With many individuals still feeling the financial pinch of a slow economy, it’s a good time to review your business’ procedures that prevent and, if necessary, handle employee theft. The NFIB Research Foundation found that one in five small employers were victims of employee theft in the last three years.
Here are some tips on how you can protect your business from employee theft before it happens:
Perform background checks on applicants. The best form of prevention is to make smart hiring decisions. Checking references is a good first step to determining trustworthiness. For employees who will be handling financial transactions, you should also consider a criminal background check. But contact an attorney to ensure you are following the multiple state and federal laws that cover criminal background checks.
Have a Code of Ethics policy. This will help you set forth values and expectations for employees; it should list behaviors that are grounds for termination, such as misuse or theft of company property.
Supervise your employees. Research shows that businesses with low employee supervision result in high rates of employee theft. You don’t need to be hyper-vigilant, but you should look for telltale signs of theft, such as a change in an employee’s spending or an unexpected shift in behavior.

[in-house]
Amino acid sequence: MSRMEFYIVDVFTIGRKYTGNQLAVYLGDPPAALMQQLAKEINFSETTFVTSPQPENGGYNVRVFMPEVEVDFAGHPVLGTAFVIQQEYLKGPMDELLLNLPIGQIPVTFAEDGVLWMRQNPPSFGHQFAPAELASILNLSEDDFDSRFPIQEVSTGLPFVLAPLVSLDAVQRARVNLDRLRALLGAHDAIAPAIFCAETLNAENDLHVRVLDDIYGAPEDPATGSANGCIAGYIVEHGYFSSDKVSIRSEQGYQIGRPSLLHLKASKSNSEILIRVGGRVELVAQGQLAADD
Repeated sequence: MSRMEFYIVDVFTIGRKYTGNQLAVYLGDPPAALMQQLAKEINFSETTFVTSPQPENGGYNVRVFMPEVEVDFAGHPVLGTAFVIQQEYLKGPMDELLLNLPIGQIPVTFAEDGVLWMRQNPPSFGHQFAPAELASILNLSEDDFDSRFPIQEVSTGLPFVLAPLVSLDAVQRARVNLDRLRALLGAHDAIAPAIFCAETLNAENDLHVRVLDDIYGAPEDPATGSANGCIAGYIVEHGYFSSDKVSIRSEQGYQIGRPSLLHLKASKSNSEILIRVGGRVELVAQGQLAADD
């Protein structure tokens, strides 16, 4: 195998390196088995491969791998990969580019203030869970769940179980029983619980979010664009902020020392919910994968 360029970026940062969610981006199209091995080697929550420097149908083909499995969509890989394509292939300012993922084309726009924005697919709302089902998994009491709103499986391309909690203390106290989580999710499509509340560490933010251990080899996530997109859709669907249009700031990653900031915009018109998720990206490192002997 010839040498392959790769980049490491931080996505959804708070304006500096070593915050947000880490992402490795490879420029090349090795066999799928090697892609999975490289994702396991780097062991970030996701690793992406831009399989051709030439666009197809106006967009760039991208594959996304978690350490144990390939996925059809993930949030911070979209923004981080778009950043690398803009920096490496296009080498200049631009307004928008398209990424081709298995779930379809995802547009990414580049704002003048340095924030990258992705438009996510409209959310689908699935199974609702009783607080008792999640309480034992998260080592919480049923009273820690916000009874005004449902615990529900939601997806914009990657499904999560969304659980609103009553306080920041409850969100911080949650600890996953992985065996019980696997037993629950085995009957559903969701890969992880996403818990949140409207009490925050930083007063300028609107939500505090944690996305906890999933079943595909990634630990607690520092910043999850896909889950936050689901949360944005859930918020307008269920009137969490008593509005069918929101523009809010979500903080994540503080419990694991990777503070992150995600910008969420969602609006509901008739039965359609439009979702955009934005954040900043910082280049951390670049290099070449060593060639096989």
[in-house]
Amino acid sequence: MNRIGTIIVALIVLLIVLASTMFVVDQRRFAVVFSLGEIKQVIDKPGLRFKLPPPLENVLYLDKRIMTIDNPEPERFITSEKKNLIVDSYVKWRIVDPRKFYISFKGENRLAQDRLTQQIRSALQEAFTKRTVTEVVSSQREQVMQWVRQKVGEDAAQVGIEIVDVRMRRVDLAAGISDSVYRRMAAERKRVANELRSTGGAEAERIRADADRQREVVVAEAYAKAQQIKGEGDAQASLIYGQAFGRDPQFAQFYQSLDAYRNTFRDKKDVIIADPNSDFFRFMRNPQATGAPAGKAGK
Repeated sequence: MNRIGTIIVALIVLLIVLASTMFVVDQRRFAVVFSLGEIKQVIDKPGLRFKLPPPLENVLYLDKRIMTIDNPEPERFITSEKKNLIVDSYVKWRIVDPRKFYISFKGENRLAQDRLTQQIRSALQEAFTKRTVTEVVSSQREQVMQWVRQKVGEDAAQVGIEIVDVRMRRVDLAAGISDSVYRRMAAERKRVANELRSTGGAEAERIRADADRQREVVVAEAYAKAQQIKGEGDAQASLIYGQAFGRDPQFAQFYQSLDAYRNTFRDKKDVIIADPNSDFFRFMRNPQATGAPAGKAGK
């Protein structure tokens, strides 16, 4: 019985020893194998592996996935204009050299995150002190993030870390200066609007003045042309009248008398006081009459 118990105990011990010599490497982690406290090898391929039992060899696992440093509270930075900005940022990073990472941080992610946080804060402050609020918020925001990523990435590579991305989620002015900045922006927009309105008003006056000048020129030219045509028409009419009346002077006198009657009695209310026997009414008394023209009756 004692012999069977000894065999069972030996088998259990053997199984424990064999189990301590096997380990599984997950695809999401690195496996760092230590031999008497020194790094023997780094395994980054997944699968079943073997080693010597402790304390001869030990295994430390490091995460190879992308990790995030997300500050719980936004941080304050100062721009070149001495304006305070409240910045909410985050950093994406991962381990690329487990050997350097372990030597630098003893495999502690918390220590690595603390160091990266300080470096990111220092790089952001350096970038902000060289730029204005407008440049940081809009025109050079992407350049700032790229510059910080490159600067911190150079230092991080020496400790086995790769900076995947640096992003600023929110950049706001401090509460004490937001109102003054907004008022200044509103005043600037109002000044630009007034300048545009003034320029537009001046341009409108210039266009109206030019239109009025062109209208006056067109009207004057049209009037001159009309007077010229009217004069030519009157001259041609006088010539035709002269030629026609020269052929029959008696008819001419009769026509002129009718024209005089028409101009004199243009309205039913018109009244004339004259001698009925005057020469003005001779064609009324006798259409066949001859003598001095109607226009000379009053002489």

Make it difficult to steal. Don’t allow only one person to handle the money at your business—with more than one set of eyes, employees are more accountable for their actions. Conduct unscheduled inspections or audits of inventory and bookkeeping, including timesheets for vacation and sick leave, as well as overtime pay (protecting against wage theft by employees).
In the event you suspect an employee is stealing from your business, you must take the right steps to catch the thief and avoid wrongly accusing an employee. An unwarranted accusation can result in a lawsuit for libel, slander or wrongful discharge.
Conduct an investigation to determine if there was a theft at your business.
Figure out the extent of the theft and the methods used.
If you determine a theft occurred and know which employee committed the crime, eliminate their access and/or remove them from the workplace.
Try to recover the money or property.
Analyze what happened to determine if there are safeguards you can put in place to prevent future theft.
You should contact an attorney to help you through an employee theft investigation. In addition, you may want to check with your insurance carrier to determine if employee theft is covered by your policy. If it is covered, the insurer often requires you to provide prompt notice and furnish a “sworn proof of loss” statement within a short period of time.
Karen R. Harned is the executive director of the NFIB Small Business Legal Center, www.NFIB.com/legal. This article is intended to provide general information for reference only and should not be considered legal counsel.